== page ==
Priority Club vs. Marriott Rewards

Discussion in 'IHG | Rewards Club/Ambassador' started by ZCT, Apr 15, 2012.  |  Print Topic

  1. ZCT

    ZCT Silver Member

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    I am a business traveler who spends about 160 nights a year in hotels spending $100-$140 per night. I recently had a chance to test drive the Marriott Rewards program through their 'Platinum Challenge' program. Basically if they enroll you in the program you get instant Platinum status and you have 90 days to stay 18 paid nights, to retain the Platinum status. They offer other challenges for less frequent travelers, that require fewer stays.

    So I have just finished that challenge which gave me a decent chance to compare Holiday Inn properties with Marriott properties (which in my price range were mainly Courtyard and Fairfield vs Holiday Inn and Holiday Inn Express). I thought I'd share my observations.

    First off the Marriott Rewards program is a bit more convoluted than the Priority Club program. You earn points, but you can also earn free night certificates which expire, the points don't determine status the number of paid nights do, so using their promotions is unlikely to get you to Platinum quicker.

    So I have to say from that perspective, especially given the slew of Priority Club offers, codes, promotions and specials the Marriott program is nowhere near as generous or simple. Achieving Platinum Elite is harder to do (you need 75 paid nights or get them to give you the challenge offer and complete it within 90 days), so I guess it is more exclusive, but other than that it seems similar to Priority Club.

    As far as the properties I visited, I'll say that Marriott has spent a lot more money than IHG on the lobby restaurant area for the most part. Courtyard usually has an excellent mini-restaurant with cool features such as putting the calorie count on the food to help you make healthy choices. However, I found the rooms at that class of Marriott to be a little more variable, some a lot better than others. It also bugged me that refrigerators are not standard, so you always have to ask and make sure, and there is always the risk that they are all being used by other guests. In some properties because they move them around so much they get beat up, dented or noisy. In one hotel I had to even get it switched out because it was louder than the air conditioning and kept waking me up!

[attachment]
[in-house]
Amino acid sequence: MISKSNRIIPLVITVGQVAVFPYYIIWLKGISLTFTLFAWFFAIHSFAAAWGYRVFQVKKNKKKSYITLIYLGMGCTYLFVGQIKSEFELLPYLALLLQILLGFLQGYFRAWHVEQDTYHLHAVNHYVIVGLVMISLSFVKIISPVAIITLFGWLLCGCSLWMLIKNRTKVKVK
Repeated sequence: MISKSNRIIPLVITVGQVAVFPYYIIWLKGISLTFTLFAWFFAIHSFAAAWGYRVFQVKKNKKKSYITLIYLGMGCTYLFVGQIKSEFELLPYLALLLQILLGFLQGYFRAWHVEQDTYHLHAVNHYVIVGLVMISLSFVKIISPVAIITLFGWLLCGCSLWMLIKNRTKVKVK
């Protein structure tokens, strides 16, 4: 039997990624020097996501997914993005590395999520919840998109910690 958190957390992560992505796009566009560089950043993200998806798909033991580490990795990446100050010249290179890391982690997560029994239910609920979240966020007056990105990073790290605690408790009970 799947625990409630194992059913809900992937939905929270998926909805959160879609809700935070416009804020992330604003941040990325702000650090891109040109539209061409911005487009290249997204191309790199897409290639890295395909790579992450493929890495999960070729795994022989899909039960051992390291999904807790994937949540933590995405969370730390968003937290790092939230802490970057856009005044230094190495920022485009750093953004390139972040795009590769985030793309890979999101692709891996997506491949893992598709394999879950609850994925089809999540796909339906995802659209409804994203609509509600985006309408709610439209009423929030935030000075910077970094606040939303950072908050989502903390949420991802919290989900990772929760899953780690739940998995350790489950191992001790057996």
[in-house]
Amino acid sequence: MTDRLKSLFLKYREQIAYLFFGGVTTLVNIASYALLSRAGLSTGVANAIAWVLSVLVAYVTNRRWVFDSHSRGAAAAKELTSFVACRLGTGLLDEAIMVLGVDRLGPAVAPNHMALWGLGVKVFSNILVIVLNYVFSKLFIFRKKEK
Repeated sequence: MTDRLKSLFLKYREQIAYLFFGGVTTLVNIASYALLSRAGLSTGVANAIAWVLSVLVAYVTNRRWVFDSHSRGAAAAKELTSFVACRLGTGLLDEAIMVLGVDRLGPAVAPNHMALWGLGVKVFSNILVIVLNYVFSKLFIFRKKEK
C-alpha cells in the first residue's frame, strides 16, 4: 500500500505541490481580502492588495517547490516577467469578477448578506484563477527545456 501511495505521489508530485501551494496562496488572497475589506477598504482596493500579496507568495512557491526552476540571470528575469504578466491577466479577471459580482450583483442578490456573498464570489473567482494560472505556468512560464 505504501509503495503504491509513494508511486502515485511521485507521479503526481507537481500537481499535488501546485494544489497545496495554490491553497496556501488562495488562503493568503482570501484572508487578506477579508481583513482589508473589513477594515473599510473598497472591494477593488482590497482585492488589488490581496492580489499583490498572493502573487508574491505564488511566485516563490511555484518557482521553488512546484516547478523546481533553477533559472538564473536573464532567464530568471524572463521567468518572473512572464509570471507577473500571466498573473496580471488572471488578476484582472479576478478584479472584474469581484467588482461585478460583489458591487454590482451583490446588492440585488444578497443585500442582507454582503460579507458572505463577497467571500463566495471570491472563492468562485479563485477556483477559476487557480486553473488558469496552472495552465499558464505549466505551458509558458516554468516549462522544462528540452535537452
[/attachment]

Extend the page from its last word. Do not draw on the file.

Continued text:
The other complaint I had with Marriott was the Internet speed. I believe it would be fair to say that it is on average slower than at IHG properties. In one hotel in Oklahoma they had deliberately throttled the speed down to 384Kbps and offered a $9 a night pay service via a third party (so you could not be comped or charge it to the room, you had to give this unknown third party your credit card number direct) to upgrade to 1.5Mbps which is a complete joke.

    While I have yet to find a hotel chain in my price range with consistently fast speeds at every property, I feel that at least from what I saw Marriott are being lazy or greedy when it comes to the Internet. Which is a big down side for the business traveler who likes Netflix, Amazon on Demand or other streaming services.

    Ultimately beyond just the quality of the accommodation there is the reward program itself. The Priority Club model is very simple, very easy to follow, and very easy to enhance if you keep an eye out for promotion codes and offers. If you take full advantage of all that they offer as a Platinum member you can certainly accumulate points very quickly, and if you like non-hotel rewards, you can buy Amazon.com gift cards with your points effectively allowing you to buy just about any item you want.

    Conversely the Marriott system has given me points but also I got two free night coupons that expire, so I am going to have to use those even if I don't want to, or give them away to a relative so they don't go to waste. I'm not a fan of expiration dates and being forced to use coupons in this manner. I like points that don't expire that I can use as and when I wish to.

    In conclusion, at my price range, and level of travel, Priority Club does seem to be a better deal. It seems more flexible, more generous, easier to use, and simple. In addition the standard refrigerator in every room is good, at least where I travel the larger number of properties is good. So on balance, for the most part, the IHG properties and reward programs are a better fit for me.

    If you are shopping the chains and rewards programs, I hope this post helps you.
     
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  2. dc3
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    dc3 Silver Member

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    Try asking Marriott to extend the free nights. They have been known to do this.

    Top level at IHG gives very little. Top level at Marriott gives free Internet which I never get at a Holiday Inn in the UK
     
  3. sendaiben